Tales from one writer’s experience using their local bike share system.
When I began working for the Better Bike Share Partnership, in January of 2021, I’d only ever used bike share once before. That experience had been seven years earlier while visiting Montreal, but it stuck with me. Having access to bike share made for an incredible visit, allowing me to tap into the pulse of the city, easily getting between my Airbnb and sites like the Botanical Garden or the Jean Talon Market. Of course, it was the early days of bike share and it wasn’t all easy: there were cobblestone streets to contend with, the difficulty of riding a heavy bike uphill, and a lot of confusion around the system’s pricing scheme.
Back in my Boulder home, using bike share had never really made much sense. Both where I lived and where I worked were outside the Boulder BCycle footprint, and transferring using transit would have turned a fifteen-minute commute into an hour. I could afford to buy my own bike, so that’s what I did.
In 2022, however, things changed. We moved offices and suddenly I was working in the heart of downtown Boulder. The change in offices came with free BCycle memberships for all company employees. I also bought a home in the foothills just outside of town, which is bikeable but only comfortably so in the summer. So I began to use bike share, driving my car five minutes and 1,000 feet down from my neighborhood to the nearest station, parking, and checking out a bike.
In many ways, it was liberating: I didn’t need to worry about using my car’s heavy bike rack, locking up my bike, or tackling a big hill on days when I didn’t feel up for it (all of the BCycle bikes are electric-assist). Within the Boulder BCycle footprint, stations are plentiful and if you’re a member, it’s a relatively affordable $150 a year for unlimited 60-minute trips (or $30/month if you’re more of a fairweather rider). Plus, BCycle’s bikes serve my shorter female frame.
Still, Boulder is plagued by many of the same issues that afflict bike share as a whole. For one thing, BCycle doesn’t offer any sort of low-income membership pricing, although it does have a library pass program (making bike share available for free to anyone with a library card) and an ongoing partnership with a few community organizations in town that serve the traditionally underserved. As Boulder is a college town, the system feels mostly designed for students, all of whom receive free memberships.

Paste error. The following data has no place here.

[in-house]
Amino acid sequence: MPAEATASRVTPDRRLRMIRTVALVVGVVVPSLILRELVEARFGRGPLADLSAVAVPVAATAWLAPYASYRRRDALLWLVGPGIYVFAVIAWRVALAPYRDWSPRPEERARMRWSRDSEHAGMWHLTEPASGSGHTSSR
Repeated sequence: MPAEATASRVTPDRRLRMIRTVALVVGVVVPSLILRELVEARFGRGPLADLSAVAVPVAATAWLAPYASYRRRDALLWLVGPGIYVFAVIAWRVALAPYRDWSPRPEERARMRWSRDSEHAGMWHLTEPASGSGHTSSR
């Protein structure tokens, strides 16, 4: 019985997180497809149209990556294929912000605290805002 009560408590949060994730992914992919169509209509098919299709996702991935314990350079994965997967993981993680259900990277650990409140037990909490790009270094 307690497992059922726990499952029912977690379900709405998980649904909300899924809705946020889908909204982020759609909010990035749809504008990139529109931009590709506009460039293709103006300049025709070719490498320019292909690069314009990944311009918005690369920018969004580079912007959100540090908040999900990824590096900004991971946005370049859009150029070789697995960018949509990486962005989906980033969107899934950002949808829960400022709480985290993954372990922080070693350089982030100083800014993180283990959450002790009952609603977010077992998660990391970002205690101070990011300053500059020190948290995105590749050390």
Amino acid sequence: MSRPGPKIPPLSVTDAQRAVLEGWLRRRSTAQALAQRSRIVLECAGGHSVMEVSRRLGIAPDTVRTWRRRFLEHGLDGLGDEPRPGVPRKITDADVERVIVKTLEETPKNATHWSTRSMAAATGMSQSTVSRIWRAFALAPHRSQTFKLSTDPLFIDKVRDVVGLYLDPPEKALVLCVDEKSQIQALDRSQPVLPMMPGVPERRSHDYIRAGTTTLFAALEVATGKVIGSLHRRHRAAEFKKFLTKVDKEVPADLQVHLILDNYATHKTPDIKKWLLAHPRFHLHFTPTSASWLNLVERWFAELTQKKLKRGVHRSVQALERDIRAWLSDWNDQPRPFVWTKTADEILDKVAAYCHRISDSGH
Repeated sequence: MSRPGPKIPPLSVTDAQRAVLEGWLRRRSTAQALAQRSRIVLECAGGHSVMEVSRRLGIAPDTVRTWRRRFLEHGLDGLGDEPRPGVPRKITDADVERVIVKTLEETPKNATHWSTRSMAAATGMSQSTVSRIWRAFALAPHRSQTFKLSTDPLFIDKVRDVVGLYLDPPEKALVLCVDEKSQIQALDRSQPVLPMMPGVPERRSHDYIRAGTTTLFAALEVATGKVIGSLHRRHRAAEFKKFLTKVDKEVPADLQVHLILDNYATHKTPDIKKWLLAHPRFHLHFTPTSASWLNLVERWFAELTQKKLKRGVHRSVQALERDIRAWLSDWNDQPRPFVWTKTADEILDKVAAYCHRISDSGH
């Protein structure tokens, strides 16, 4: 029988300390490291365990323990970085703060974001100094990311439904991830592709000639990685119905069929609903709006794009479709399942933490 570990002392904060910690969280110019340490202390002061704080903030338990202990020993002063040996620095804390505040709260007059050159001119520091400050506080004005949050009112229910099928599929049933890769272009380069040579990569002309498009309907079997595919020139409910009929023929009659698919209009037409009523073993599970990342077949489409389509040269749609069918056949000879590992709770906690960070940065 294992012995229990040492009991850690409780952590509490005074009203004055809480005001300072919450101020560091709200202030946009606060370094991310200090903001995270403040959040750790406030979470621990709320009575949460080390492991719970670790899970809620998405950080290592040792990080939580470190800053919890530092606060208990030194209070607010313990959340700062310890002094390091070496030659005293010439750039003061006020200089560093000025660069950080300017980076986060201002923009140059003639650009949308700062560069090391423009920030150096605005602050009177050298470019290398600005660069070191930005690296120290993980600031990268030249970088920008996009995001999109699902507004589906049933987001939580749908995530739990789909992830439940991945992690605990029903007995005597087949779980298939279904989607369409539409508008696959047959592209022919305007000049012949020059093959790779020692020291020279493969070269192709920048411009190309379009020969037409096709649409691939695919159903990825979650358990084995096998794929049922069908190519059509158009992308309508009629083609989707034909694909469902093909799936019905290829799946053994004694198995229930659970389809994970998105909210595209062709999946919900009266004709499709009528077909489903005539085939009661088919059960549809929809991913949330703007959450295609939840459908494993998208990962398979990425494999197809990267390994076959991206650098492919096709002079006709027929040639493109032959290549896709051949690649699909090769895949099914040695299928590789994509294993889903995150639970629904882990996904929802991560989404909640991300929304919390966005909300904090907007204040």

The bikes also don’t always have a charge, which is to be expected, but unlike Santa Barbara BCycle — a newer system that I got to experience while on vacation there — you can’t see how charged a bike is simply by looking in the app. When a bike is broken or won’t stay on, the ride to another station without e-assist can be grueling. The stations around my office are also constantly empty, which can make it difficult to rely on when time is at a premium. What’s been hardest, though, is my inability to trip-chain and run errands, as I never could figure out the bike’s locking mechanism and the basket is too small to accommodate much.
Despite being a “bike-friendly” town, Boulder is lacking in safe and protected on-street infrastructure. While our City Rating’s score is a respectable 66/100, among the highest in the U.S., I often find myself on “bike lanes” that are little more than paint in a car lane. In fact, the city’s newest “bike lane” is essentially a small strip of asphalt squeezed next to raised car parking. I’m often struck by how lucky I am to live in one of the best places to bike in America and yet, I still don’t feel safe doing so on a daily basis (this is true even when I don’t ride bike share, although only using the latter am I ever without my helmet).
My time using bike share has been invaluable when it comes to the work I do, as it’s offered me perspective where I was lacking. My experience is unique yet it’s also fairly typical. Bike share has changed my life for the better, allowing me to reduce my carbon footprint while making my commute more joyful. It can also sometimes be annoying, a method of transportation that’s not always reliable or practical.
In my two years of reporting for BBSP, I’ve become convinced that shared micromobility is a crucial part of the transportation landscape and that it will only continue to be with time. My research has also made me incredibly aware of the known barriers to bicycling, barriers that become even more urgent once you’re actually experiencing them. To truly transform our cities, shared micromobility needs to be seen as an integral part of our transit systems. And for widespread adoption, we need to ensure that everyone feels comfortable and safe using it.
I can’t imagine a better way than for public officials — the folks in charge of approving street designs, allocating funding, and prioritizing projects — to actually use bike share. Now that I regularly ride it, I’m a better bike share advocate, more attuned to what’s working and what we need to solve as an industry. Riding around on bike share has left me energized — I’m eager to continue working to make shared micromobility more equitable and sustainable in 2023.
The Better Bike Share Partnership is funded by The JPB Foundation as a collaboration between the City of Philadelphia, the National Association of City Transportation Officials (NACTO) and the PeopleForBikes Foundation to build equitable and replicable bike share systems. Follow us on Facebook, Twitter and Instagram or sign up for our weekly newsletter. Got a question or a story idea? Email email@example.com.